And now the boy was in the care of some other human than his parents, a pretty sort of human in outdated clothes  reading fairy tales to him from under the tree. It was a perfect set up: the fairy tale book would make an ironic touch that pleased Crowley’s inner dramatic, and this human was almost hypnotically pretty and very much Crowley’s type, insofar as Crowley could be said to have a “type”, which would make it all the more satisfying to make him fall in love with the goblin king.
Crowley grinned to himself, and let his form shrink down until he was a in the shape of a harmless garden snake, and slithered through the crack in the garden wall toward the spot where the boy was playing.
 Guided with a healthy dose of fear, that is.
 By goblin standards he was too tall, too thin, and too altogether human to actually be considered attractive.
 Crowley worked very hard to keep up with changing human fashion, and resented any human who couldn’t be bothered.
Chapter 2: Chapter One: All Creatures Great And Gobliny
Goblin kings steal babies and make mortals fall in love with them. No one's ever explained to Crowley why, but he's starting to get the idea.
Shorter chapters are definitely the way to go for this fic but the more frequent updates are making me feel weird about how fast I'm writing compared to the wedding fic (even though I'm writing them both about the same pace, this one just gets updated way quicker).
By the way, since Labyrinth isn't any longer the staple it used to be in my day, let me take this opportunity to assure anyone who hasn't seen it that you don't really need context to read this. The premise is a pretty straightforward one- goblin king steals baby, leads baby's guardian through the Labyrinth to retrieve it- and the only thing you'll really lose out on is the occasional jokes nodding toward the source, and those will hopefully stand up on their own regardless.
(See the end of the chapter for more notes.)
Aziraphale looked up from his book when he heard Adam babble about a ‘dog’ in the yard. Since Adam was currently going through a phase where every animal he saw was some kind of dog, this could be anything, and he didn’t like to leave well enough when it could be something harmful.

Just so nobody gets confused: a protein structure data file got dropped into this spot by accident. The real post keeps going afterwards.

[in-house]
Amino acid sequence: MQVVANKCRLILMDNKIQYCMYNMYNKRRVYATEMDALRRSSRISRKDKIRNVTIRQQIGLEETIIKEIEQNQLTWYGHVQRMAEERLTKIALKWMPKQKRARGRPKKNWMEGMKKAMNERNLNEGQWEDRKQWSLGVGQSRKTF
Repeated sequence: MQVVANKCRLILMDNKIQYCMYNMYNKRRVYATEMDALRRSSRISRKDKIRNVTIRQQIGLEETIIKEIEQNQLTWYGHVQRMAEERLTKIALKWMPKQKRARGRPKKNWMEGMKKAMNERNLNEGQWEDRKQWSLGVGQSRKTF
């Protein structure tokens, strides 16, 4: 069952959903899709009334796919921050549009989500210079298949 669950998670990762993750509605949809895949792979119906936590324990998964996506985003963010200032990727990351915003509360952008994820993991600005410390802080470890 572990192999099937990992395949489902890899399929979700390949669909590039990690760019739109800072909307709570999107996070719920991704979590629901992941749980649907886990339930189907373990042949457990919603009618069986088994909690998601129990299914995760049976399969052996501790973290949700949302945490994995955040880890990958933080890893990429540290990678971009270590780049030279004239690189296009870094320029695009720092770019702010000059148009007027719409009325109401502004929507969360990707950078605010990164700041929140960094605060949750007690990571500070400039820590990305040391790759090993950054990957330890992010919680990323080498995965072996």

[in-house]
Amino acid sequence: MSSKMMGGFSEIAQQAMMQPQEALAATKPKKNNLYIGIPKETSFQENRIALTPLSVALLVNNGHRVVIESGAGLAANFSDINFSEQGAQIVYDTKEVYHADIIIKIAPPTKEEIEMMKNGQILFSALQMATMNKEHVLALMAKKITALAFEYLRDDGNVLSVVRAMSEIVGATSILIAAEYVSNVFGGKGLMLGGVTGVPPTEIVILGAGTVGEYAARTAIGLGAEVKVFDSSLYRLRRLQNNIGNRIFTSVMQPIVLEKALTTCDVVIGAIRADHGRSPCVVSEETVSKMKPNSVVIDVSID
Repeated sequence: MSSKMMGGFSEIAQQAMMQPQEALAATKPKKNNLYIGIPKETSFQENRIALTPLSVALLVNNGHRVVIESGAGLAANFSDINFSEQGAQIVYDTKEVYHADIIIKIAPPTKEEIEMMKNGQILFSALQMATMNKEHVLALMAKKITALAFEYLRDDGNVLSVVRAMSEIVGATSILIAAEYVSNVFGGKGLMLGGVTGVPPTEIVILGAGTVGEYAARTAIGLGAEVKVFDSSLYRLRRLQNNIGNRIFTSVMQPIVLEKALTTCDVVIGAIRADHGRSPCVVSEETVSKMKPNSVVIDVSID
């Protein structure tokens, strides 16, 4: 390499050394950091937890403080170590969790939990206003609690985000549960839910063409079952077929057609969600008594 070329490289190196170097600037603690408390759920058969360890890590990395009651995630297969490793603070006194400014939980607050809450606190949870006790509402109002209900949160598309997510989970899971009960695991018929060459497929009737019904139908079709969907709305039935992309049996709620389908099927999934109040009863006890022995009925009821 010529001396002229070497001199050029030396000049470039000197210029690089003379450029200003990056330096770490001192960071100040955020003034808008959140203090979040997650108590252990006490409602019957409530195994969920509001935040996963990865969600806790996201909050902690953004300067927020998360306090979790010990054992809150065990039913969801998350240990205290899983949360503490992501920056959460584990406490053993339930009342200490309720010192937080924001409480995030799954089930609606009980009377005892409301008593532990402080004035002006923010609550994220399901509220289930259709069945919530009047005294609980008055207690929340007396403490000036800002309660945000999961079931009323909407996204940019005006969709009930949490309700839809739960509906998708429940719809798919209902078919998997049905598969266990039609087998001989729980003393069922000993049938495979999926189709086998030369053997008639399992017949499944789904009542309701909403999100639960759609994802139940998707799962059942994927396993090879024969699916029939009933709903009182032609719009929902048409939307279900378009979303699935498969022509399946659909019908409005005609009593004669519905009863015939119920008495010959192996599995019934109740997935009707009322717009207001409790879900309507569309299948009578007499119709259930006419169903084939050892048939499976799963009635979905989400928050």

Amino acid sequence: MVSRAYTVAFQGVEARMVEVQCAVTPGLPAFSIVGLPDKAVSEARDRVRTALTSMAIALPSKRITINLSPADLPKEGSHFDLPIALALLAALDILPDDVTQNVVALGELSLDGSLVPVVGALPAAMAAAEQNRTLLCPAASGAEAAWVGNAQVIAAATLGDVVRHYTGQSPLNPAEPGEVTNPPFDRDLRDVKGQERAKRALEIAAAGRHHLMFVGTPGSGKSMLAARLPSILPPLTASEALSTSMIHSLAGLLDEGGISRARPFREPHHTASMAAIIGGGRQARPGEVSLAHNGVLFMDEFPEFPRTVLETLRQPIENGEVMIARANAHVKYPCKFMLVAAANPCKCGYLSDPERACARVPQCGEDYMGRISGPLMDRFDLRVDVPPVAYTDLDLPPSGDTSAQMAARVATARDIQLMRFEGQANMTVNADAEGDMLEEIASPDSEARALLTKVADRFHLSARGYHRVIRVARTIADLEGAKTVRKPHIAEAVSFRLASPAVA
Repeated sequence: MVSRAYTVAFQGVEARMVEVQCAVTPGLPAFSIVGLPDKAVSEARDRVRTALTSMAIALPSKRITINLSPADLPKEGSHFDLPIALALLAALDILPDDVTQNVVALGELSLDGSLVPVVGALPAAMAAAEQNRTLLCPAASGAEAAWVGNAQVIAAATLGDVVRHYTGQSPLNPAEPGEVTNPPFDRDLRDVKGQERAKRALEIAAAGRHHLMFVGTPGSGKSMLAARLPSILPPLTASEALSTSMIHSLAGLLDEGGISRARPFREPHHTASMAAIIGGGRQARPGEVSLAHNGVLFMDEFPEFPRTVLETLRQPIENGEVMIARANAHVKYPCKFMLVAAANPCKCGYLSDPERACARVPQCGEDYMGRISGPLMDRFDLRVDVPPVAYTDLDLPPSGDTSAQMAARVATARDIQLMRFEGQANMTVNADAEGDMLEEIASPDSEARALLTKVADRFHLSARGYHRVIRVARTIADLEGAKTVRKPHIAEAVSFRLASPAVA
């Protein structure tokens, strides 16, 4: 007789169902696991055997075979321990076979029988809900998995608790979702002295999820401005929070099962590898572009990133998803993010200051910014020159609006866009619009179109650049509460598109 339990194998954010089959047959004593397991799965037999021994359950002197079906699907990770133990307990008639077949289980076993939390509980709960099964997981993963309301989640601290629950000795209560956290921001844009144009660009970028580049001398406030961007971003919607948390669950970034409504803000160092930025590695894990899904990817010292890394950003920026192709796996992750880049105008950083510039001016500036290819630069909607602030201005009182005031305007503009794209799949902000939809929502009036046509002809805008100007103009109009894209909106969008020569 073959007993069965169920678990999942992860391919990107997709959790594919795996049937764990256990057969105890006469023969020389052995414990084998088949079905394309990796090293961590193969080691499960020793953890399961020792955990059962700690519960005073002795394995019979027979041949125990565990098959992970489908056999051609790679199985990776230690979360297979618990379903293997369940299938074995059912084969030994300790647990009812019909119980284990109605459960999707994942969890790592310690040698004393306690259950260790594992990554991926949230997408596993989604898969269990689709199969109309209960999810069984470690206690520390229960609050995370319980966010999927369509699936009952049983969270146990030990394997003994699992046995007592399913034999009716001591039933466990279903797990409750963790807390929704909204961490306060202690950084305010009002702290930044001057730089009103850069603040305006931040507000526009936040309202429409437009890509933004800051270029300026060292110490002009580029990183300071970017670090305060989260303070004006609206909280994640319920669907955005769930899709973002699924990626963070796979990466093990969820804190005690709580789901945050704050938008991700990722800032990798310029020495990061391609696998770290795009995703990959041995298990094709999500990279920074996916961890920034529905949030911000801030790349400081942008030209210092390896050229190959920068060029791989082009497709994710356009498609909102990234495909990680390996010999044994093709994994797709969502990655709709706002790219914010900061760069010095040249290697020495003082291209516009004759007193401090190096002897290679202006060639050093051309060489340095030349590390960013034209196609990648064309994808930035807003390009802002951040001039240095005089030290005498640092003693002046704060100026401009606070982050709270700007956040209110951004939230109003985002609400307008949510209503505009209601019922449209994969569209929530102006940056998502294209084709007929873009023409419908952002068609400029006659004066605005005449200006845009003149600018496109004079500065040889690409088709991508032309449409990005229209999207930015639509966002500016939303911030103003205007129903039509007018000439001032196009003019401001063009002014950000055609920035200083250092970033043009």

As he drew nearer, he saw that the “dog” Adam had spotted was a snake, climbing over the crumbling corner wall of the garden. Aziraphale took Adam’s shoulder and pulled him away, a quickly as he could without outright alarming the boy.
“No, Adam, you must be careful,” he said, and when Adam babbled at him in his incomprensible toddler speak, went on with, “This is a snake, my boy. Marvelous creatures, but many of them are harmful. You must always be wary of them.”
Crowley preened at that. It shouldn’t be possible for a snake to preen, but he was no ordinary snake, and preen he did. That’sss right, he thought. Beware of the dangerous ssssnake.
He reached the top of the wall and got to work draping himself over it, radiating smugness as he rested his head on his coils and sat staring the boy in the eye. While he did that, the man peered closer at him.
“You’ll find, in fact, that our handsome friend here is just a common grass snake,” he said. Crowley raised his head, offended. Common? “He’s quite harmless, really.”
Crowley hissed. Harmless! He wasn’t harmless, he was a menacing and dangerous goblin king! He ate babies for breakfast and their guardians for dinner! He was cruelty incarnate!
...okay, he didn’t actually eat people, even babies. But he wasn’t harmless, and he resented any implication otherwise.
On the other hand, the man had called him handsome, hadn’t he? Maybe he’d let it slide, then.
Crowley lowered his head to rest on his coils again, and stuck his tongue out. The boy mimicked him.
“Come along, my boy,” the man said, taking the boy’s sticky hand in his own. “If we leave our friend be, he may decide to take up residence in the garden. He’ll make a very pretty addition, don’t you think? But we must leave him alone, lest we frighten him away.”
It was anyone’s guess whether Adam understood the man’s warnings or not- he was a clever boy, but also only two- but he allowed himself to be led away while Crowley tightened his coils and snugged down into them, making himself comfortable. He was going to be there awhile; this human was going to be tricky to get the boy away from long enough to steal him into the goblin city.